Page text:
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George Winston, Solo Pianist Synonymous With New Age Music, Dies At 73

Musician had been battling cancer since 2013
Photo: Todd V. Wolfson

George Winston, whose beloved Windham Hill Records solo piano recordings such as Autumn and December became synonymous with the then-emergent new age music genre in the 1980s, died on Sunday (June 4) at the age of 73 after a decade-long battle with cancer, per his website. Winston underwent a successful bone marrow transplant for Myelodysplastic Syndrome in 2013 and continued to record and tour, but worsening health had forced him to postpone the majority of his planned 2023 performances.

Born in 1949 in Hart, Mi., Winston spent most of his upbringing in Montana, the natural environment of which was a formative influence on his unique, evocative style of music. Winston drew heavily from New Orleans pianists such as James Booker, Henry Butler, and Professor Longhair, but was also a devotee of folk music and the Doors, whose keyboard player Ray Manzarek later became a personal friend.

“The whole way I approach piano is like a band. The left hand is the band. Get the left hand automatic, and the right hand is the lead singer who just sings and leaves early,” he told Billboard in 2001. “I certainly don’t have the best left or right hand in the world. But that’s the approach I use. It comes from boogie-woogie piano, where you play a bass pattern with the left hand until it’s automatic. Stride piano is a big extension of that: get the left hand solid as you can, and have it be the band, to support the singer. The right hand can also be the rhythm guitar, where you hit something on [the] two and four [beats] in between playing the melody. It’s always left hand first, because I have to have something to play off.”

Winston’s first solo piano album, the aptly named Piano Solos, was released to little attention in 1973 on guitar legend John Fahey’s Takoma label and only reissued nearly a decade later under the name Ballads and Blues 1972. It wasn’t until 1979, after he’d moved to the Bay Area, that he met Windham Hill co-founder William Ackerman, who was entranced by Winston’s skill both on piano and guitar. Ackerman immediately offered Winston a record deal after hearing him play.

“To the best of my ability, what I remember was that George was at McCabe’s Guitar Shop in Santa Monica when Alex DeGrassi and I played there,” Ackerman told Billboard in 2004 of his first in-person encounter with Winston. “He and I had talked on the phone quite a bit by that time. It’s my nature to never, ever go to somebody’s house and jam, but yet I did it that night.”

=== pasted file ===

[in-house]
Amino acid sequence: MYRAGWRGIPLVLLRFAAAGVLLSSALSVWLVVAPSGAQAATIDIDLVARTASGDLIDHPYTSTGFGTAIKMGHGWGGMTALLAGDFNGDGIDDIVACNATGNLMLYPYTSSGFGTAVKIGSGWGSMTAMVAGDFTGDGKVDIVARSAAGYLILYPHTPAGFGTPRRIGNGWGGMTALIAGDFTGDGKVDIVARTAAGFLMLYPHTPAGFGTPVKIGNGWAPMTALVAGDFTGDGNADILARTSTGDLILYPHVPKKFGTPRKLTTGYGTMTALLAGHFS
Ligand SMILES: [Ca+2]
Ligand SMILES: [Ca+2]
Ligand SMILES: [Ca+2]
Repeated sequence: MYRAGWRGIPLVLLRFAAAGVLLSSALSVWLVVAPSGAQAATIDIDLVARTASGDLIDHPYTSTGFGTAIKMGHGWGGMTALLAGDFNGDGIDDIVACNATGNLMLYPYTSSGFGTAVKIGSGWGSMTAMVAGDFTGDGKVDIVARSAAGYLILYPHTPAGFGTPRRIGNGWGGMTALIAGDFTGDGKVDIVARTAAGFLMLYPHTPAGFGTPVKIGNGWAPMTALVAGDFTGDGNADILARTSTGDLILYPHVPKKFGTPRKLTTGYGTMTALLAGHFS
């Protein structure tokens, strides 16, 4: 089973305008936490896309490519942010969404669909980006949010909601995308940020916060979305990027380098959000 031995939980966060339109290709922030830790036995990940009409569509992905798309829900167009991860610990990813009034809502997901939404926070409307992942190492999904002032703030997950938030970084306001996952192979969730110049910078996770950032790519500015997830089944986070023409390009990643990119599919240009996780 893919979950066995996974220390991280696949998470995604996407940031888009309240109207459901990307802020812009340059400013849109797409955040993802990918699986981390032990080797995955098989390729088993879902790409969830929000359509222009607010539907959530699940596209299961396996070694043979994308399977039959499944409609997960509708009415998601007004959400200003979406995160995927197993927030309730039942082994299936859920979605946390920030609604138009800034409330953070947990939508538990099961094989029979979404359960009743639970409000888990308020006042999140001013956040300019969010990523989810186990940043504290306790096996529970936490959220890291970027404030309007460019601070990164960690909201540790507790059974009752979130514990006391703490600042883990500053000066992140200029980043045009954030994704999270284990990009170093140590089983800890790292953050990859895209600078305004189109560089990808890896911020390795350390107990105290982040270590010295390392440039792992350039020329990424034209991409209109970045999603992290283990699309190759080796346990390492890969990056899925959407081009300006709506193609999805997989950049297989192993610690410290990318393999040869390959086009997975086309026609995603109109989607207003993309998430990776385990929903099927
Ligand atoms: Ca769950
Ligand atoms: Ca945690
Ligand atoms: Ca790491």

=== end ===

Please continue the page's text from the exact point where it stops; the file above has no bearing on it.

“I’m not sure I played much, but I remember sitting at a small kitchen table and having George bring out a guitar,” he continued. “He played some slide guitar that was just amazing, and I said, ‘OK, great, you’re on the label! Let’s do an album of slide guitar.’ And the quote I remember is him saying, ‘Do you mind if I play the piano a little bit while you’re falling asleep?’ I put a blanket over myself on a couch and he started playing transcriptions of some of my music and some of DeGrassi’s. If I’m not mistaken, I think he actually played [the iconic DeGrassi guitar solo] ‘Turning: Turning Back,’ which was jaw-dropping. He played some Bola Sete, which was the first exposure I had to that music. Then he went into the music that constituted [his eventual Windham Hill debut] ‘Autumn.'”

“I remember getting up in the morning and saying, ‘George, what was that stuff?’ He drove me to the train station; I was going up to visit a friend in San Luis Obispo,” Ackerman said. “We had a discussion where I said, ‘You know, I love that slide stuff, but I really think you ought to do a piano record.’ He wanted to do a guitar record, but he said, ‘Let’s do one side of guitar and one side of piano.’ Even in my nascent marketing career, I knew that wouldn’t work. Somehow or other, ultimately I won out and we did the piano record.”

That “piano record” was 1980’s Autumn, which became one of the most successful solo instrumental recordings of all time. Winston detested the description of his music as new age, but his beautiful, seasonal-themed work was inextricable from the genre for the next four decades. Later releases such as Winter Into Spring, December, and, after a nine-year break, 1991’s Summer, furthered his renown, as did his creation of the Dancing Cat label, which released the work of under-appreciated Hawaiian slack-key guitar masters.

Winston was rarely off the road and would perform everywhere from small community theaters to opera houses, usually wearing his trademark turtleneck, glasses, and socks without shoes. A longtime supporter of charitable institutions, he encouraged patrons to bring canned food donations to his concerts and also gave proceeds from his 2001 album Remembrance to the families of victims of the 9/11 terrorist attacks.

In recent years, he recorded far less original material than in the ’80s, including a Doors tribute and two albums of Vince Guaraldi songs. His final studio release, last year’s Night, featured songs popularized by Leonard Cohen, Allen Toussaint, and Laura Nyro.

“My favorite thing to do is interpret,” he told Billboard in 2001. “I don’t have a composer’s temperament at all. I’ll make up a song about once a year and go, ‘Wow, that’s a real song.’ I’ll write the chords down, but it’s an accident that happens once in a while. If it’s a real song, it will keep its form over time and will stick around, and I’ll make a note of it. There are so many great songs out there. I don’t play Brahms. I play Sam Cooke (Laughs). I have a whole different set of music going on.”